William Amos Haines
William Amos Haines photographed the Mission chain from 1905 to 1920
using a unique photographic technique utilizing a "Cirkut Panorama"
camera which gives the viewer up to 180 degrees or more of peripheral
sight. Like the all encompassing religious domination of 18th century
Spain, which took in all around it, we see a vista of the Missions as
the Padres may have intended. Added to this phenomenon is a presentation
of the California Missions before the encroachments of the modern city.
UCR/CMP cares for approximately 15,000 Will Connell negatives and prints.
Connell began his professional career in the late 1920's in California.
Publications employing Connell include: Allyear Club, Touring Topics
(later Westways), Better Homes & Gardens, Colliers, Weekly Cosmopolitan,
Country Gentlemen, Life, Successful Farming, Sunset, Time, U.S. Camera,
Woman's Day, Woman's Home Companion, and Vogue. He belonged to a circle
which Kevin Starr proclaimed as the "urban bohemian intelligentsia."
Photographing virtually every industry in California between the dates
of 1926 and 1952, Will Connell captured California during a time of
growth and prosperity. Will ConnellŐs career was that of artist, teacher,
technician and entrepreneur. Connell photographed during a time when
motor tourism was emerging as a major California industry.
His California Missions, as pictured, are excellent examples of commercial
art of the highest caliber. They include mission interiors, exterior
detail, textures, dramatic lighting, and thoughtful composition. The
images are significant records of California history and they document
Mission Style architectural. However, Connell photographs go beyond
simple site studies. They serve researchers with views which can easily
be looked upon as fine art.
The Keystone-Mast Collection consists of approximately 350,000 glass-plate
stereoscopic negatives and stereographs taken from 1890 through 1935.
This archive is the largest complete collection of stereographic negatives
in existence. UCR/California Museum of Photography has been managing
and conserving the collection since 1977. This collection showcases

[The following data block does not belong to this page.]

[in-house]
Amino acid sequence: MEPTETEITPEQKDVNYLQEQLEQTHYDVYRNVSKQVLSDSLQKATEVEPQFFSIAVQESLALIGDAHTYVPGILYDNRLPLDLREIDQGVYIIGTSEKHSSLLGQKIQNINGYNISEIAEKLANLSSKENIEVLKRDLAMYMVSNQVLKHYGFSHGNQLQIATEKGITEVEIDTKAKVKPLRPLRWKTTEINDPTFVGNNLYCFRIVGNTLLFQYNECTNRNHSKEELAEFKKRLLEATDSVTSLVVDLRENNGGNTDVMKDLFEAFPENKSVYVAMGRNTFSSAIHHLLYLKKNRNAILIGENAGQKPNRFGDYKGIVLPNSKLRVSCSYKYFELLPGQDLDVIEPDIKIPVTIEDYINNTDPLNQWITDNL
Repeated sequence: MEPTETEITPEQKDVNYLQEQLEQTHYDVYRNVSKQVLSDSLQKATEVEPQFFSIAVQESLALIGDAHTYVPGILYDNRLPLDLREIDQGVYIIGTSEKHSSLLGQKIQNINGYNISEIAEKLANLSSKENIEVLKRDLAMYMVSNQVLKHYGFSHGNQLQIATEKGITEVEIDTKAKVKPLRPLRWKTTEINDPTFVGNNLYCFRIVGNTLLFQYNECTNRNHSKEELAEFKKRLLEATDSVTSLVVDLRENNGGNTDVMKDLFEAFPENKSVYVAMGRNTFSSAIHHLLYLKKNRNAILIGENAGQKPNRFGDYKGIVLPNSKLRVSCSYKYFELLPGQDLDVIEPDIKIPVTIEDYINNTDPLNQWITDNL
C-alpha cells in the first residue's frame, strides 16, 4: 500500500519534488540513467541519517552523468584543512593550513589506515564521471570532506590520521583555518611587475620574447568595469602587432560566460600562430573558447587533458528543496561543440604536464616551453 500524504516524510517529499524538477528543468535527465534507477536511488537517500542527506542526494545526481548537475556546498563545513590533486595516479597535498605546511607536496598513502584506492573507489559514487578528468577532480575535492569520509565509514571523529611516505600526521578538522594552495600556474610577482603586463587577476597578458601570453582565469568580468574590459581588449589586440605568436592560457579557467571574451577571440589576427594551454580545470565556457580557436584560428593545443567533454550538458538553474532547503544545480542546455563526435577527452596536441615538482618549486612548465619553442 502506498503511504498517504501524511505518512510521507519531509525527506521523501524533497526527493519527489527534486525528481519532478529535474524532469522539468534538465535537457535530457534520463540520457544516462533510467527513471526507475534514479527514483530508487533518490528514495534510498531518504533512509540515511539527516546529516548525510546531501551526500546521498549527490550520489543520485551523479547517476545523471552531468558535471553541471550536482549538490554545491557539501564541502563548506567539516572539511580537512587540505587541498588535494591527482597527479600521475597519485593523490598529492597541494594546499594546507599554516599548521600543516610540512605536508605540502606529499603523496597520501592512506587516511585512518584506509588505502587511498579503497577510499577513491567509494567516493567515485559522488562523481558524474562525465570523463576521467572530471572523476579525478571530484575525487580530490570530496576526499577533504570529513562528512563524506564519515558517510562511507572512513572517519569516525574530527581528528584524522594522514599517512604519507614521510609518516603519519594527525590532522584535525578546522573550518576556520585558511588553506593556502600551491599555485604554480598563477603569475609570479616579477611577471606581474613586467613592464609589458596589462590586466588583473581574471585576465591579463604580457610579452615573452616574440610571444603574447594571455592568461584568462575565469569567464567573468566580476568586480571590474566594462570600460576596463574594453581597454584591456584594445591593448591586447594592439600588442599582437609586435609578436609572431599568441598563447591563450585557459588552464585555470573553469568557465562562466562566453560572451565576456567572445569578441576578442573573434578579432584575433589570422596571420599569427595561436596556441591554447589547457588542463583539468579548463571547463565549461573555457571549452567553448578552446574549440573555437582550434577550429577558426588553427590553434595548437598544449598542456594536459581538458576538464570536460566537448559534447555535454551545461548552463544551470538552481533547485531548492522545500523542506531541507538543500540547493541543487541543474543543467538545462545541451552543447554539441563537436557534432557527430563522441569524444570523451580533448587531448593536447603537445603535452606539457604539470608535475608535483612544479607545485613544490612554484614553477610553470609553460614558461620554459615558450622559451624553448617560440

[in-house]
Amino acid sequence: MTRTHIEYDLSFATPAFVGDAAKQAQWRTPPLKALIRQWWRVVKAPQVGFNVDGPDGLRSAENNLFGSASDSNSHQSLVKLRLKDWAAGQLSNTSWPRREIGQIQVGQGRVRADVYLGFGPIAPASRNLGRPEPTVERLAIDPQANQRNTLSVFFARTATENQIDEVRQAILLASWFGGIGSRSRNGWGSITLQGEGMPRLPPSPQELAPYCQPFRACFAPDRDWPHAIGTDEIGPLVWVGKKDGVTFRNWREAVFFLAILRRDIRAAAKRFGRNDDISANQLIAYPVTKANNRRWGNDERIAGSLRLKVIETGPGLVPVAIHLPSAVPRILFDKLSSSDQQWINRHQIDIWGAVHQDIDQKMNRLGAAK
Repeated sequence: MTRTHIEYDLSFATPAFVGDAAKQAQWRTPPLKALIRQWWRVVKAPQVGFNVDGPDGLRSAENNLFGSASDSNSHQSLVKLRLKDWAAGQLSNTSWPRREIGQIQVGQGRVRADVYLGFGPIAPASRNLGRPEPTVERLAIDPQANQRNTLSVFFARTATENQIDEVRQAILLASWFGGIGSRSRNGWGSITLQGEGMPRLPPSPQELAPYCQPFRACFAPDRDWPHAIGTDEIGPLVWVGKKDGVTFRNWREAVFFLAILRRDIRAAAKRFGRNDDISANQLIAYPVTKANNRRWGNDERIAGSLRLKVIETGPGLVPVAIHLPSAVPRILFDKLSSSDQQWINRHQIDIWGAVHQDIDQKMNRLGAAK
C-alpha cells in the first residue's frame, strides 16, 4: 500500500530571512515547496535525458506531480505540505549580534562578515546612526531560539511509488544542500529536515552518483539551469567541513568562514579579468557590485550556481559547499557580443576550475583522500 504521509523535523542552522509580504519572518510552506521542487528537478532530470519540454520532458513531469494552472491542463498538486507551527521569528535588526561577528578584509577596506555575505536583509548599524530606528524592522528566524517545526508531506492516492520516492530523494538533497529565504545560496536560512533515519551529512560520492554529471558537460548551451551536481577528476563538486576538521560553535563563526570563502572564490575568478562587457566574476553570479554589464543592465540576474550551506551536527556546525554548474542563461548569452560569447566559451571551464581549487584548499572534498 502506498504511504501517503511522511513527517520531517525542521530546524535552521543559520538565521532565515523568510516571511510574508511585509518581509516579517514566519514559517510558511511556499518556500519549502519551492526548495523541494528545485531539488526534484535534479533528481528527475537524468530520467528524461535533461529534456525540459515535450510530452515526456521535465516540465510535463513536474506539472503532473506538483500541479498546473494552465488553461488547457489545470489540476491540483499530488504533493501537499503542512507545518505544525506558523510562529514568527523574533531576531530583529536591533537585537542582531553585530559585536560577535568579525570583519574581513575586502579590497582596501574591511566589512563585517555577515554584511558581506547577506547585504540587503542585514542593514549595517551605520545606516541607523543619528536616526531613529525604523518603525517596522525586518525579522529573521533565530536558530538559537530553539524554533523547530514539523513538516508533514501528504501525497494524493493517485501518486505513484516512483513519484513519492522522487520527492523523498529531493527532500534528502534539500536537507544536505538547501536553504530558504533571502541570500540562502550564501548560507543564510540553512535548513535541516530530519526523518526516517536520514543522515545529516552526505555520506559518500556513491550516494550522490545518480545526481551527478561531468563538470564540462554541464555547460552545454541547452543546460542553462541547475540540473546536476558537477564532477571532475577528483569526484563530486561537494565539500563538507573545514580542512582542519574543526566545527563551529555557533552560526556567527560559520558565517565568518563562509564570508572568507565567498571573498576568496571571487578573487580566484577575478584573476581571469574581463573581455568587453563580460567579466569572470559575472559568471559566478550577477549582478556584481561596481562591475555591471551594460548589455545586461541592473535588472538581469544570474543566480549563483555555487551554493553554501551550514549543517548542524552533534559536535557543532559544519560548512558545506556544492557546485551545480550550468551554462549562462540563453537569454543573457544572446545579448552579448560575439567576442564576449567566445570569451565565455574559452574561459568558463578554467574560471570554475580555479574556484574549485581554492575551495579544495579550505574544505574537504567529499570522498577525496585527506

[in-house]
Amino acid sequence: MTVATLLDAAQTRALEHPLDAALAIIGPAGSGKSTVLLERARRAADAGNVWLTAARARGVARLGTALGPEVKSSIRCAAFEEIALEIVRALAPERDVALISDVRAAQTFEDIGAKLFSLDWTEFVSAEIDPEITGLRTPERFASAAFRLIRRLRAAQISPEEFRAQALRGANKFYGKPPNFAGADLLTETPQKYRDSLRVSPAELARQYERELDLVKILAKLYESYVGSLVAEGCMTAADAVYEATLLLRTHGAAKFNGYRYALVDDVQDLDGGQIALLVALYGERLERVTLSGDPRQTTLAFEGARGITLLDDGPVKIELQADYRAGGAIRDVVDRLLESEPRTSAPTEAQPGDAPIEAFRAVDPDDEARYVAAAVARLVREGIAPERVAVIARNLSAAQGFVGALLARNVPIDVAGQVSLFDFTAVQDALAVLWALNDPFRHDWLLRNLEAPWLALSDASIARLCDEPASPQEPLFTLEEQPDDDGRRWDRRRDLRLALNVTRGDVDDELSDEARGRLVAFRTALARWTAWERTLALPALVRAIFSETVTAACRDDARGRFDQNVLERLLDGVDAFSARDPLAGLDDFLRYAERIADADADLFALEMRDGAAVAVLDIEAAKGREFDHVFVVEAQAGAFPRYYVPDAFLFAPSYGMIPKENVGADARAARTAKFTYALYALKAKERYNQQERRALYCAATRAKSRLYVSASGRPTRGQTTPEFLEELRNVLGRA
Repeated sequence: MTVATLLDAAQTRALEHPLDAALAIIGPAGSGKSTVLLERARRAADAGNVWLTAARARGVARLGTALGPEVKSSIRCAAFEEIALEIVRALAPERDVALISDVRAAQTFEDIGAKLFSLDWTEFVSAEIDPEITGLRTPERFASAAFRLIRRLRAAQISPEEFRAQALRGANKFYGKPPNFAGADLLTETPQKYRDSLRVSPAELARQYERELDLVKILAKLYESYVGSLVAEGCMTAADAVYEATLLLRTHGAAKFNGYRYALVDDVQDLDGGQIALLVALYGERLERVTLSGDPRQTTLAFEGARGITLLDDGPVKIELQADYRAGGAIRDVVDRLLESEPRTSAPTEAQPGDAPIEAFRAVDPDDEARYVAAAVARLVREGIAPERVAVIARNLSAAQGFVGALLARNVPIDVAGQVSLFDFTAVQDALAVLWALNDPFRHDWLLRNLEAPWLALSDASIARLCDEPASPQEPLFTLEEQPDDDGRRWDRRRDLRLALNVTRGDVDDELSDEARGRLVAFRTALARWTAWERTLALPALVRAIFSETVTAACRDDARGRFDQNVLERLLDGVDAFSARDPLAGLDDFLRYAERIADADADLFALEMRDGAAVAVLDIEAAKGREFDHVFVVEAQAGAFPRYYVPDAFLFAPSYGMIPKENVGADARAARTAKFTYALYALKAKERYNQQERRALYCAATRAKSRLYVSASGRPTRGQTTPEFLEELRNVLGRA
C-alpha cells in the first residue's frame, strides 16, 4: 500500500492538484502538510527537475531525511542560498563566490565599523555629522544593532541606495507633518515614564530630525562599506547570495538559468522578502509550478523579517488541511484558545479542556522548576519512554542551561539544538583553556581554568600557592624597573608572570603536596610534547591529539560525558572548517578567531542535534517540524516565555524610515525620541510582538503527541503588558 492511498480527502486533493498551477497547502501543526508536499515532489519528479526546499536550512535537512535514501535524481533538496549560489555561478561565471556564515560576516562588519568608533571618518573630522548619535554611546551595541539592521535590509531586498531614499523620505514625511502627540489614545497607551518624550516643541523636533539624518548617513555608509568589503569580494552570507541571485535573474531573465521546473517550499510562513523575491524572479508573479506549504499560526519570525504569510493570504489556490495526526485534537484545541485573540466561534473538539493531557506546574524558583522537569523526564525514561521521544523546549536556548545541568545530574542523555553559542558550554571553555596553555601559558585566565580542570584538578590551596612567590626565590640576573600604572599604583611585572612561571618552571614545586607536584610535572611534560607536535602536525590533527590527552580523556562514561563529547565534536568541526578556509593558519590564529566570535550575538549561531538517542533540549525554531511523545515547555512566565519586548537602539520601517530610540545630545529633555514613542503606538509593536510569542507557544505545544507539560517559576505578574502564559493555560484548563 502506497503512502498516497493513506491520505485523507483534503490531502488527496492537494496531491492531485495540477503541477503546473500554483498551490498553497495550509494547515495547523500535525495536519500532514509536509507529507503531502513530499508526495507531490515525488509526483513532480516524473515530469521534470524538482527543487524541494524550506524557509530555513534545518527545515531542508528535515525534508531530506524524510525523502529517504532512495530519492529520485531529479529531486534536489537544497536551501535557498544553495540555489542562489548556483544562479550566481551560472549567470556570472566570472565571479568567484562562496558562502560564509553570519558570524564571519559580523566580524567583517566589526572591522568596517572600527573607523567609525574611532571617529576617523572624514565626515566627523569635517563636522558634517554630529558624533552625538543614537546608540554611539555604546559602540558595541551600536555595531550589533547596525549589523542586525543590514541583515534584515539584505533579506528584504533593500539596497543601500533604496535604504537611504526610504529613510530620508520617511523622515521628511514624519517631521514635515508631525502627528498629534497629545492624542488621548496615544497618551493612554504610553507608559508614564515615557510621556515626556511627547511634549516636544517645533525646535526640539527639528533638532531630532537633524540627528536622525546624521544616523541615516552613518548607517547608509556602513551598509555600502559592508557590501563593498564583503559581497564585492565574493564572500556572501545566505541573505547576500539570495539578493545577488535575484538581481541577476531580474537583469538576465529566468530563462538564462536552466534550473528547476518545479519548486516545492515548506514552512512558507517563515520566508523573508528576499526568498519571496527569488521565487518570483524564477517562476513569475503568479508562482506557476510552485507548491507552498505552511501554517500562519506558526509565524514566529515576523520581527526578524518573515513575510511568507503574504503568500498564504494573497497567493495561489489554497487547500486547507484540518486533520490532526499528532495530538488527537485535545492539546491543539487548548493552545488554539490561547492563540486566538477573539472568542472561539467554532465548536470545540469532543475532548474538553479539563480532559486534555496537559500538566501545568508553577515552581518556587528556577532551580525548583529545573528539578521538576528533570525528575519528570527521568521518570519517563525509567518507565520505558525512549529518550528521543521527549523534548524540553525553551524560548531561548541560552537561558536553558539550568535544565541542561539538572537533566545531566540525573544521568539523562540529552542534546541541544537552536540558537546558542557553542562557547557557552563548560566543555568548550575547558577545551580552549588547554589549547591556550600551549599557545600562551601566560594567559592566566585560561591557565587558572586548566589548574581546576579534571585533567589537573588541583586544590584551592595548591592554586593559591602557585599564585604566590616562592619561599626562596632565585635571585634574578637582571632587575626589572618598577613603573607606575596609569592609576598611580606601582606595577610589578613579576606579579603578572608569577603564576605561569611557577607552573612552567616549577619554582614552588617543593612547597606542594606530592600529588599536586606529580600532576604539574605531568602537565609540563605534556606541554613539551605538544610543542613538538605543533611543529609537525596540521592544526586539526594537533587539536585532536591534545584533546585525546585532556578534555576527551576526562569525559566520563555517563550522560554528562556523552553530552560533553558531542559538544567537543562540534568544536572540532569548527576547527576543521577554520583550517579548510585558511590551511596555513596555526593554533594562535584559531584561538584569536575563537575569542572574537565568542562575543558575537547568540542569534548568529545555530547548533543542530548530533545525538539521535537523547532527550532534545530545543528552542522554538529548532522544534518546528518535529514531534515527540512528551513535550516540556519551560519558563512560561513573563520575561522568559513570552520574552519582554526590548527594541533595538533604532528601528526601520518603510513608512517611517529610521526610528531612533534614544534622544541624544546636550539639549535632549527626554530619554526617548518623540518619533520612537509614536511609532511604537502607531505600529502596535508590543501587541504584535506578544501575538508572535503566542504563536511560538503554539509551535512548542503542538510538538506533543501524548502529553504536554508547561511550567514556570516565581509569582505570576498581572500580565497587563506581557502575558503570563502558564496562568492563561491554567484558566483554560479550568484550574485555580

worldwide places, events, prominent persons, industries, architecture,
inventions, leisure activity, and much more, circa 1870 to 1950.
The Keystone-Mast stereographs of California Missions were captured
during the first and second decade of the Twentieth Century. Many of
the views show the missions before the start of reconstruction. Three
dimensional viewing is possible with stereographs. When viewed in 3-D,
the early mission images jump with spacial texture and revealing detail.
The museum has a collection of 456 negatives from George Hoxie. A vast
majority of the negatives cover California subject matter, but other
states, Colorado, Texas, and New Mexico, are represented as well. The
negatives were all shot in 1945 and depict a number of different subjects.
The Harry Pidgeon Collection consists of approximately 1557 5x7 glass
plate negatives. The negatives were donated to the University in 1986.
The collection captures the adventures of Pidgeon on his two sailing
adventures around the world as well as various wagon trips across North
America. Pidgeon photographed California on two separate occasions between
1889 and 1936. Of the 1557 negatives, approximately 326 are of California.
The first boat Pidgeon sailed around the world, the "Islander," was
built in San Pedro on Goat Island. In between Pidgeon's two excursions
around the globe he returned to California and photographed the burgeoning
lumber industry of the Sierras. Pidgeon primarily captured the regions
of Madera and Mariposa Counties including Yosemite National Park and
the Redwoods. The particularly striking images of life in a lumber camp
offer a glimpse into this male dominated industry at the turn of the
Adam Clark Vroman
Vroman began taking photographs in 1892. In 1895 he started work on
a complete series of the California missions.
Harold A. Parker
Missions, Studio of Harold A. Parker, a photo album of fourteen 8x6 inch Albumen prints, circa 1910.